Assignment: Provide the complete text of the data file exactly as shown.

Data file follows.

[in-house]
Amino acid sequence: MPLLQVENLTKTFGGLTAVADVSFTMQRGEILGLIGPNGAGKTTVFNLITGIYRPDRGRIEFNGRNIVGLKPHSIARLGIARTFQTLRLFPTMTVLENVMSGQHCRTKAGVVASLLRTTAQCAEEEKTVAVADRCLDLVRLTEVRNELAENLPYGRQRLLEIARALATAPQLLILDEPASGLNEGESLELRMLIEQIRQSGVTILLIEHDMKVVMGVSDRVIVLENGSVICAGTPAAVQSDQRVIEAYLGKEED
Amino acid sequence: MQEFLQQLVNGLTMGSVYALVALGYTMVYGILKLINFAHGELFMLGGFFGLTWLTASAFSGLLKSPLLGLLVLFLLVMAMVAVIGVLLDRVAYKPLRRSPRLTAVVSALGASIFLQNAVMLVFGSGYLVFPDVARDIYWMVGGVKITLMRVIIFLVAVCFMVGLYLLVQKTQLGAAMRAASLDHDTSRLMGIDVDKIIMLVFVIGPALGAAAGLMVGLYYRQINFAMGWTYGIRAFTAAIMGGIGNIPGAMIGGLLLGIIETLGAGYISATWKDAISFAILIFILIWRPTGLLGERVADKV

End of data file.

[in-house]
Amino acid sequence: MPLLQVENLTKTFGGLTAVADVSFTMQRGEILGLIGPNGAGKTTVFNLITGIYRPDRGRIEFNGRNIVGLKPHSIARLGIARTFQTLRLFPTMTVLENVMSGQHCRTKAGVVASLLRTTAQCAEEEKTVAVADRCLDLVRLTEVRNELAENLPYGRQRLLEIARALATAPQLLILDEPASGLNEGESLELRMLIEQIRQSGVTILLIEHDMKVVMGVSDRVIVLENGSVICAGTPAAVQSDQRVIEAYLGKEED
Amino acid sequence: MQEFLQQLVNGLTMGSVYALVALGYTMVYGILKLINFAHGELFMLGGFFGLTWLTASAFSGLLKSPLLGLLVLFLLVMAMVAVIGVLLDRVAYKPLRRSPRLTAVVSALGASIFLQNAVMLVFGSGYLVFPDVARDIYWMVGGVKITLMRVIIFLVAVCFMVGLYLLVQKTQLGAAMRAASLDHDTSRLMGIDVDKIIMLVFVIGPALGAAAGLMVGLYYRQINFAMGWTYGIRAFTAAIMGGIGNIPGAMIGGLLLGIIETLGAGYISATWKDAISFAILIFILIWRPTGLLGERVADKV